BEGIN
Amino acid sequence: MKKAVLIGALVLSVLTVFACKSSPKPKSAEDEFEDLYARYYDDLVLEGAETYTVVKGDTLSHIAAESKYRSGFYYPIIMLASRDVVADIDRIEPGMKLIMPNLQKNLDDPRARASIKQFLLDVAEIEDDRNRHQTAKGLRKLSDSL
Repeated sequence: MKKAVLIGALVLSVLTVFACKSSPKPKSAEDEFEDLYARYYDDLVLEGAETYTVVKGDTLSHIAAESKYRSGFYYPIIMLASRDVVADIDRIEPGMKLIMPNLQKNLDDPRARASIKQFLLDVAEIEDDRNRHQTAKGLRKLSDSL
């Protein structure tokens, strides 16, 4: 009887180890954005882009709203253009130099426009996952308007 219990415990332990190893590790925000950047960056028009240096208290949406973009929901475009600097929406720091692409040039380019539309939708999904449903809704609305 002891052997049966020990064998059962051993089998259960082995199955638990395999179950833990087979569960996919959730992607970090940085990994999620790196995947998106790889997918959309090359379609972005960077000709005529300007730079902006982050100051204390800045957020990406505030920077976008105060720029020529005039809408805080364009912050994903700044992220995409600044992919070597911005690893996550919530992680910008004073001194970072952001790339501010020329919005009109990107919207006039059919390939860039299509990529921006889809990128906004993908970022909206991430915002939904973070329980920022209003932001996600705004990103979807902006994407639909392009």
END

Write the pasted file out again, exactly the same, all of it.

Amino acid sequence: MKKAVLIGALVLSVLTVFACKSSPKPKSAEDEFEDLYARYYDDLVLEGAETYTVVKGDTLSHIAAESKYRSGFYYPIIMLASRDVVADIDRIEPGMKLIMPNLQKNLDDPRARASIKQFLLDVAEIEDDRNRHQTAKGLRKLSDSL
Repeated sequence: MKKAVLIGALVLSVLTVFACKSSPKPKSAEDEFEDLYARYYDDLVLEGAETYTVVKGDTLSHIAAESKYRSGFYYPIIMLASRDVVADIDRIEPGMKLIMPNLQKNLDDPRARASIKQFLLDVAEIEDDRNRHQTAKGLRKLSDSL
């Protein structure tokens, strides 16, 4: 009887180890954005882009709203253009130099426009996952308007 219990415990332990190893590790925000950047960056028009240096208290949406973009929901475009600097929406720091692409040039380019539309939708999904449903809704609305 002891052997049966020990064998059962051993089998259960082995199955638990395999179950833990087979569960996919959730992607970090940085990994999620790196995947998106790889997918959309090359379609972005960077000709005529300007730079902006982050100051204390800045957020990406505030920077976008105060720029020529005039809408805080364009912050994903700044992220995409600044992919070597911005690893996550919530992680910008004073001194970072952001790339501010020329919005009109990107919207006039059919390939860039299509990529921006889809990128906004993908970022909206991430915002939904973070329980920022209003932001996600705004990103979807902006994407639909392009």